‘Kingsman: The Golden Circle‘ is an interesting film. Not only is it Director Matthew Vaughn‘s first sequel to his own work, but it is also perhaps the least Vaughn-esque of his entire filmography, structurally speaking. If you look back on Vaughn’s movies, you’ll notice a structural through line that connects all of Vaughn’s and co-screenwriter/frequent collaborator Jane Goldman‘s scripts. “Stardust“, “Kick-Ass“, “X-Men: First Class“, and “Kingsman: The Secret Service” all share what is essentially a very refined version of The Monomyth, a.k.a. “The Hero’s Journey” told through Vaughn’s dynamic filmmaking style. If you hold films of his like “Kick-Ass” and “The Secret Service” next to each other, you begin to notice that Vaughn has essentially made the same film for the last few years, although each individual entry becomes augmented through the genre in which each story is being told. “Kingsman: The Golden Circle” is the first of his films to deviate from this structure, and it is possibly the weakest of his filmography to date because of this. It’s not that “The Golden Circle” is a bad movie — in fact it does many things right for a sequel — it’s just that the film is essentially the type of spy movie that “The Secret Service” was ultimately satirizing. The film pretty much amplifies all of the elements from the original in a much more extreme way, and for the most part this is a detriment to “Kingsman: The Golden Circle“.
These tonal problems don’t end here however, as the franchise’s main conceit of being both a satire and homage to the spy movie genre unexpectedly shifts in the second act with the introduction of the Statesman, Kingsman’s American counterpart. While I understand that the idea was to portray the statesman using pretty much every american stereotype known to man, I don’t think that this is done in a particularly fun or interesting way in the film. To be quite honest, I probably wouldn’t have had such a problem with the idea of the Statesman if they had been portrayed more earnestly than they are in the film. With the exception of Pedro Pascal‘s Whiskey–who is really the only interesting new character of the bunch–the rest of the Statesman agents are either not given enough screen time to really effect the plot, or be memorable in any meaningful way. Look, I get it, the Statesman are intended to be the exact opposite of what the Kingsmen represent–Americanism. The problem is that it’s handled in a poor and sloppy way, much like many of the aforementioned elements of the film. Even the names of the Statesman agents themselves are flat and generalized (Whiskey, Tequila, and Champagne), when compared to the codenames of their counterparts (Galahad, Lancelot, Merlin). While this may seem by some to be looking too closely into things, it’s things like this that ultimately speak to the larger problems of “Kingsman: The Golden Circle” in many respects.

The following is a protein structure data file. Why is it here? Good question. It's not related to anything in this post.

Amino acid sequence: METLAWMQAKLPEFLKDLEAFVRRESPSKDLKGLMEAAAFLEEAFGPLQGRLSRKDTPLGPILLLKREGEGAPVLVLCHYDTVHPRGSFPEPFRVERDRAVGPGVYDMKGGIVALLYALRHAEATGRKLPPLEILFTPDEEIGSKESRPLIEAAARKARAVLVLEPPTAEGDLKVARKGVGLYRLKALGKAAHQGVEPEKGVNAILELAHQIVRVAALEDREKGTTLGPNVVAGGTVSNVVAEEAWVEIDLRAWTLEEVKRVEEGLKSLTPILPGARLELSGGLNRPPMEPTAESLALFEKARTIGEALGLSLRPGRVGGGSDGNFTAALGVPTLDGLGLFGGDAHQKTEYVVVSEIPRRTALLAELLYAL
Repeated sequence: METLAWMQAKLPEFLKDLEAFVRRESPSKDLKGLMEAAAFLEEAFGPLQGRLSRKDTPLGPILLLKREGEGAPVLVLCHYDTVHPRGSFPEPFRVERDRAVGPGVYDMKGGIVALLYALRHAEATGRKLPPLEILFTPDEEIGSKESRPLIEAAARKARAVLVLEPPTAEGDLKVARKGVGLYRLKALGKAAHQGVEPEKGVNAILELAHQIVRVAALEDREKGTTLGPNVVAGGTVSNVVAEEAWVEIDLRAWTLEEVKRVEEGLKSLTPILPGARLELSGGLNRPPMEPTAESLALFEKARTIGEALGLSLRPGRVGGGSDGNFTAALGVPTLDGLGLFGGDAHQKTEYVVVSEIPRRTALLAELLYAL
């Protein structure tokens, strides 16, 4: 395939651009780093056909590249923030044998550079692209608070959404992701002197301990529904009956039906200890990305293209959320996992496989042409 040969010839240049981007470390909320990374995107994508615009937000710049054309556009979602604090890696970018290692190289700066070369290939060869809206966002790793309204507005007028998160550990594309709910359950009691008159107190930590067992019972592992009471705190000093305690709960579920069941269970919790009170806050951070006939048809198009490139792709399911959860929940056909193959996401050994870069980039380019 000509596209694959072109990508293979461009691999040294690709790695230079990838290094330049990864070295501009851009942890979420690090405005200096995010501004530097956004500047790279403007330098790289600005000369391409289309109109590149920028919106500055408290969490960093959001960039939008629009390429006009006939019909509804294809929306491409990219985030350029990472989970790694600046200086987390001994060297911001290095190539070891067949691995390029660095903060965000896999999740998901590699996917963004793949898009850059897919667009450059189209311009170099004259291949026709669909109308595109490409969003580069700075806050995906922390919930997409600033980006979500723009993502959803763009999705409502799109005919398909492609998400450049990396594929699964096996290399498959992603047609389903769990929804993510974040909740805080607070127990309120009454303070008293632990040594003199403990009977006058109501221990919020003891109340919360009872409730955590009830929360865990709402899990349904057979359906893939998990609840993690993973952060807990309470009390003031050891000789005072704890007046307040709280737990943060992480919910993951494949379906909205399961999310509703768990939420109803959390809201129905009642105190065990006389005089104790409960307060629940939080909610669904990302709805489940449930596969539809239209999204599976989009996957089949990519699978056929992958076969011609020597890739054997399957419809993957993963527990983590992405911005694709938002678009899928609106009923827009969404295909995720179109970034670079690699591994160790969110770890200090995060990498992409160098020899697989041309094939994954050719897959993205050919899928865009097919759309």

To echo my sentiment earlier, the film actually isn’t horrible and there’s a ton to like about it. But the overall problem remains the same: it’s overshadowed by it’s predecessor. This is something that–at least for me–was impossible to escape when watching “Kingsman: The Golden Circle”, even though at times it’s clear that the filmmakers are trying to do something different. That something different in the movie just happens to be mostly bloated, non-senseal and sometimes farfetched plot that only goes to discredit the work done in the first. In comparison to the original however, the cracks begin to show themselves within the first half of the sequel and begin to quickly deteriorate into a hollow shell of its former self. It’s interesting, because if “Kingsman: The Golden Circle” had been the first entry in the series and “The Secret Service” never existed, I probably would have enjoyed it much more than I did.